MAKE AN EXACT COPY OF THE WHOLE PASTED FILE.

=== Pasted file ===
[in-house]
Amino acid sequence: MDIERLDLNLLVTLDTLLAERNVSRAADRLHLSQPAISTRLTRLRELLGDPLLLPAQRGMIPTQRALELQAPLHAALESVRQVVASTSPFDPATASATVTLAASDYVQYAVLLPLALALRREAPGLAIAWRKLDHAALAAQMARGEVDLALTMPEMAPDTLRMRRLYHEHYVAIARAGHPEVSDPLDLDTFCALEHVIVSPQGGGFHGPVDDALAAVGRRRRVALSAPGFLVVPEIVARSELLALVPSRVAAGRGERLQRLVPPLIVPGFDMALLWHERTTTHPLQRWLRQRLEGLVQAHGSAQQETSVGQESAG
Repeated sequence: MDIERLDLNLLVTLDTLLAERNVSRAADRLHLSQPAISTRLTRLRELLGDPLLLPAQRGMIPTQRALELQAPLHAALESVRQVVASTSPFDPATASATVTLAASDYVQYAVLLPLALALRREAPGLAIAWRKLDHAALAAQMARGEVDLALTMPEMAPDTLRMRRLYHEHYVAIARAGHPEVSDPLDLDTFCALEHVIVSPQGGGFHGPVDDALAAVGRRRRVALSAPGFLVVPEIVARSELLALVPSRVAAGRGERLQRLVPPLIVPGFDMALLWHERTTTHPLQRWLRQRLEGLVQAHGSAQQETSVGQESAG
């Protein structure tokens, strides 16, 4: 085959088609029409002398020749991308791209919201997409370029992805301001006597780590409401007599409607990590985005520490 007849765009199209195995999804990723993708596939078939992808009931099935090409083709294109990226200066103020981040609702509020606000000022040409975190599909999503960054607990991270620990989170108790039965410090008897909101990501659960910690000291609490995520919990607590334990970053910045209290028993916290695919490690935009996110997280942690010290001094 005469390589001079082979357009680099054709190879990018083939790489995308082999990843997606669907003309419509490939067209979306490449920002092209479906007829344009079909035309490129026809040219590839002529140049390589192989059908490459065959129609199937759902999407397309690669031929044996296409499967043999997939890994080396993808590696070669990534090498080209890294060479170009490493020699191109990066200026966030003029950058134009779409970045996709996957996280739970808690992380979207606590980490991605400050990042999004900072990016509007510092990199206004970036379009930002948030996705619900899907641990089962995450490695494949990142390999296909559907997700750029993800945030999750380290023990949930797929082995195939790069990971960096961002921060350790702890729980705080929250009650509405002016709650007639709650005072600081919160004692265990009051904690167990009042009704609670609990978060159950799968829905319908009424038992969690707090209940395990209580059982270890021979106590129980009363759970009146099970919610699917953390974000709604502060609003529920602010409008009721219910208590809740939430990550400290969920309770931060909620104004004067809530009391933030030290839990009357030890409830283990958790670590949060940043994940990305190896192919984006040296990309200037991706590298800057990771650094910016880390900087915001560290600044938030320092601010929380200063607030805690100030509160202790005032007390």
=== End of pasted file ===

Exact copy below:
[in-house]
Amino acid sequence: MDIERLDLNLLVTLDTLLAERNVSRAADRLHLSQPAISTRLTRLRELLGDPLLLPAQRGMIPTQRALELQAPLHAALESVRQVVASTSPFDPATASATVTLAASDYVQYAVLLPLALALRREAPGLAIAWRKLDHAALAAQMARGEVDLALTMPEMAPDTLRMRRLYHEHYVAIARAGHPEVSDPLDLDTFCALEHVIVSPQGGGFHGPVDDALAAVGRRRRVALSAPGFLVVPEIVARSELLALVPSRVAAGRGERLQRLVPPLIVPGFDMALLWHERTTTHPLQRWLRQRLEGLVQAHGSAQQETSVGQESAG
Repeated sequence: MDIERLDLNLLVTLDTLLAERNVSRAADRLHLSQPAISTRLTRLRELLGDPLLLPAQRGMIPTQRALELQAPLHAALESVRQVVASTSPFDPATASATVTLAASDYVQYAVLLPLALALRREAPGLAIAWRKLDHAALAAQMARGEVDLALTMPEMAPDTLRMRRLYHEHYVAIARAGHPEVSDPLDLDTFCALEHVIVSPQGGGFHGPVDDALAAVGRRRRVALSAPGFLVVPEIVARSELLALVPSRVAAGRGERLQRLVPPLIVPGFDMALLWHERTTTHPLQRWLRQRLEGLVQAHGSAQQETSVGQESAG
């Protein structure tokens, strides 16, 4: 085959088609029409002398020749991308791209919201997409370029992805301001006597780590409401007599409607990590985005520490 007849765009199209195995999804990723993708596939078939992808009931099935090409083709294109990226200066103020981040609702509020606000000022040409975190599909999503960054607990991270620990989170108790039965410090008897909101990501659960910690000291609490995520919990607590334990970053910045209290028993916290695919490690935009996110997280942690010290001094 005469390589001079082979357009680099054709190879990018083939790489995308082999990843997606669907003309419509490939067209979306490449920002092209479906007829344009079909035309490129026809040219590839002529140049390589192989059908490459065959129609199937759902999407397309690669031929044996296409499967043999997939890994080396993808590696070669990534090498080209890294060479170009490493020699191109990066200026966030003029950058134009779409970045996709996957996280739970808690992380979207606590980490991605400050990042999004900072990016509007510092990199206004970036379009930002948030996705619900899907641990089962995450490695494949990142390999296909559907997700750029993800945030999750380290023990949930797929082995195939790069990971960096961002921060350790702890729980705080929250009650509405002016709650007639709650005072600081919160004692265990009051904690167990009042009704609670609990978060159950799968829905319908009424038992969690707090209940395990209580059982270890021979106590129980009363759970009146099970919610699917953390974000709604502060609003529920602010409008009721219910208590809740939430990550400290969920309770931060909620104004004067809530009391933030030290839990009357030890409830283990958790670590949060940043994940990305190896192919984006040296990309200037991706590298800057990771650094910016880390900087915001560290600044938030320092601010929380200063607030805690100030509160202790005032007390």